For graduate students, the Department of Recording Industry offers a Master of Fine Arts (M.F.A.) degree in Recording Arts and Technologies.
Audio Production Technology Requirements
Computer and Software
Students in our program are required to have a computer and Avid Pro Tools software. Our college uses Apple Macintosh computers, with students being encouraged to do the same. An Apple MacBook Pro laptop is strongly encouraged.
Given that Avid’s Pro Tools audio software is the professional digital audio workstation (DAW) standard, laptops and computers must meet Avid’s specifications. We use the most recent Pro Tools version based on the year of the Fall semester (e.g., Pro Tools 2019 for academic year 2019-2020, Pro Tools 2020 for academic year 2020-2021). While versions are generally compatible, students are encouraged to use the same version as features may vary from year-to-year and compatibility issues may arise when transferring work between different versions.
While we strongly encourage a MacBook Pro laptop, it is possible that students can use other computers as long as they meet the standards listed below. We are, unfortunately, unable to support or assist with installation or compatibility issues. Specifications and a list of compatible computers can be found on Avid’s site.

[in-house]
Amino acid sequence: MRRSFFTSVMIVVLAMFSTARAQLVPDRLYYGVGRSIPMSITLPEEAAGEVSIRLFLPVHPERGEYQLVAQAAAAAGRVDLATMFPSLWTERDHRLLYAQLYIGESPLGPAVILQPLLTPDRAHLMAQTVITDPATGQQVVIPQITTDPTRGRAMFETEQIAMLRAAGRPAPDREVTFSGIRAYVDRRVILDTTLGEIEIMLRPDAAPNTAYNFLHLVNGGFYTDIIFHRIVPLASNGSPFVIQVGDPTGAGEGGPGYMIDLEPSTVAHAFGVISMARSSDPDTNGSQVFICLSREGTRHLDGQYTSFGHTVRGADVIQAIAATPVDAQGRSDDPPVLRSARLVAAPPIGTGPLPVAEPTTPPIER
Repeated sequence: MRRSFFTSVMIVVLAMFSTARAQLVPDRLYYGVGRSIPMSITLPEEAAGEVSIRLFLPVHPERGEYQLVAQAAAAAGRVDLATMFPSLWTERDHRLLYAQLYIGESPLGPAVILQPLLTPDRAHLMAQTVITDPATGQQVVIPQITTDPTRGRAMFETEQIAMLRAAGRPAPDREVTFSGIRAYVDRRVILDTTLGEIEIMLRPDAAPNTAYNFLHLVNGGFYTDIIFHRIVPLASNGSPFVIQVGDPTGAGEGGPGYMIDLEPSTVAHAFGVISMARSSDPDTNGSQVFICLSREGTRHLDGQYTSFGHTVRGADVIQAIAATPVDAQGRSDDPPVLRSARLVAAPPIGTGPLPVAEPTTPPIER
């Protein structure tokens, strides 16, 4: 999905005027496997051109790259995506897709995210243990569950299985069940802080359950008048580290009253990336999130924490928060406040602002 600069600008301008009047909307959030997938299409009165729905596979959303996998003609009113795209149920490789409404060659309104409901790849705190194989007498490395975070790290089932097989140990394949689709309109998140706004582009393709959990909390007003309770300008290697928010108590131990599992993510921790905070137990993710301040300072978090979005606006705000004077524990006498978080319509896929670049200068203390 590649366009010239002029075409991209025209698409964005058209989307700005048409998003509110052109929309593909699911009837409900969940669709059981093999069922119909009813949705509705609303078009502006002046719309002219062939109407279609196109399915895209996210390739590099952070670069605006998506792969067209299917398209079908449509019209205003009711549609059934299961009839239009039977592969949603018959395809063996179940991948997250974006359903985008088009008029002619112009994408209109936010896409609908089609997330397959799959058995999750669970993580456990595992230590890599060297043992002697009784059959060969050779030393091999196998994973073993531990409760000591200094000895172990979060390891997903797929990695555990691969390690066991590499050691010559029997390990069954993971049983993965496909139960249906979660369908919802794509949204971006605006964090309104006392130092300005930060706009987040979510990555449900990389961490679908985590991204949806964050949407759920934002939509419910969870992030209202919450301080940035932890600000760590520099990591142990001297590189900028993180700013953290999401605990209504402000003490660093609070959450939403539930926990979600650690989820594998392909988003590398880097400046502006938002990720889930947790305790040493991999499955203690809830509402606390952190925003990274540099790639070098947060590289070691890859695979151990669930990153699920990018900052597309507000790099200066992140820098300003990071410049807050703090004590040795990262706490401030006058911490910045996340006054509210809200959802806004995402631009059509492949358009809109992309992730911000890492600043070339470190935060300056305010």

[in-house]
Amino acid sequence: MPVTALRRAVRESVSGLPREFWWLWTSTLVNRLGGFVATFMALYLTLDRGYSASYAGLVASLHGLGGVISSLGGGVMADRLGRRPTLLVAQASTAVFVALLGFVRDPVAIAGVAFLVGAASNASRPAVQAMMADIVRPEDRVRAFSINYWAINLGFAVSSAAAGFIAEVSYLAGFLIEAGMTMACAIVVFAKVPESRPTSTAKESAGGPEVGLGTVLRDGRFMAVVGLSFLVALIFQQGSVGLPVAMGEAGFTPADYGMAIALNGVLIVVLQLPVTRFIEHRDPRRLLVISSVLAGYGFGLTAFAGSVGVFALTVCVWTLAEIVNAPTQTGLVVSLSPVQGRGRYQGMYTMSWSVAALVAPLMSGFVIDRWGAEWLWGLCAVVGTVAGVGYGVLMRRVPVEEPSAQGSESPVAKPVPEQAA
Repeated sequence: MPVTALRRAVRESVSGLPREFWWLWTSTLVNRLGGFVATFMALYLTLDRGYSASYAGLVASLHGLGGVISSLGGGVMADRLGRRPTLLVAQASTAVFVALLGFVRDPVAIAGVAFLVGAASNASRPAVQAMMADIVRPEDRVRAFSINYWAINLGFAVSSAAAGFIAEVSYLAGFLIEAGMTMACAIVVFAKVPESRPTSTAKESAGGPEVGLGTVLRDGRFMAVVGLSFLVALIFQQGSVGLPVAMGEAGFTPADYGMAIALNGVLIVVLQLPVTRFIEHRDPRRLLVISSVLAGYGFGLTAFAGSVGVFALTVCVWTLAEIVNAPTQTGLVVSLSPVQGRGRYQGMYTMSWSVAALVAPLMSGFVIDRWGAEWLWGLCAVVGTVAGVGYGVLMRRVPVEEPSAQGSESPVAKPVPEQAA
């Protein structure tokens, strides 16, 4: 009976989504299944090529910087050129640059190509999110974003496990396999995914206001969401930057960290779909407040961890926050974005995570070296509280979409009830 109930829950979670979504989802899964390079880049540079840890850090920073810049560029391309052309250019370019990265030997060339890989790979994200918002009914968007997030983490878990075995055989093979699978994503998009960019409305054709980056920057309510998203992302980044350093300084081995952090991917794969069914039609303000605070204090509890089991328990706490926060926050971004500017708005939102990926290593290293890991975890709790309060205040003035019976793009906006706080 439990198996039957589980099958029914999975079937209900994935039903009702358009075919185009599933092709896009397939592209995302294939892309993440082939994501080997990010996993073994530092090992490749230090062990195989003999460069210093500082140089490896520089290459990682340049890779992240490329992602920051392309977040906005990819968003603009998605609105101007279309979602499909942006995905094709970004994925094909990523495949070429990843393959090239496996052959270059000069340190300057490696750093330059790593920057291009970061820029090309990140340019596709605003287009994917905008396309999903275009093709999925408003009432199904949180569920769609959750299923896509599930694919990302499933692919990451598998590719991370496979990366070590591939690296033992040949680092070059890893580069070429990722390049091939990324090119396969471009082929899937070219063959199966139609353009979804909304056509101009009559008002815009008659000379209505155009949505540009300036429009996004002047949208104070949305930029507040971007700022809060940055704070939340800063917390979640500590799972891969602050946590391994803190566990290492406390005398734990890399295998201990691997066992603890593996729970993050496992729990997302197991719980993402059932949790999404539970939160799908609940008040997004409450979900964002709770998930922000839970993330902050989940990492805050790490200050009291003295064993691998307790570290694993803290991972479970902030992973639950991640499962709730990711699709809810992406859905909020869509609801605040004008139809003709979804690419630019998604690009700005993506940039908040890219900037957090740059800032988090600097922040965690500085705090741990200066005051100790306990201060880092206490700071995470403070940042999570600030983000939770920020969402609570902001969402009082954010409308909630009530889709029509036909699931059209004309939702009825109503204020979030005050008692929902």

Computers do NOT need to meet the enhanced specifications for “Pro Tools HD” or “Pro Tools Ultimate” (e.g., don’t worry about the “PCIe slot” requirement). “Pro Tools Standard” or just simply “Pro Tools” (not “Pro Tools Free” or “Pro Tools First”) is the version students will be using on their computers. Note that computers do not need to be the most recent model as the software is often still compatible and fully operational with older computers.
Computer internal SSD hard drive storage size should be a minimum of 128 GB. 256 GB is better, but 512 GB is probably unnecessary given the cost difference since students can easily purchase an external hard drive for a fraction of the cost (while providing increased flexibility).
External hard drives should be Macintosh-formatted or Macintosh-compatible if using a PC (through programs such as MacDrive).
External audio interfaces (such as those by Avid, Focusrite, Universal Audio, etc.) are not required, though students may desire to have input and output options different than those standard on a computer.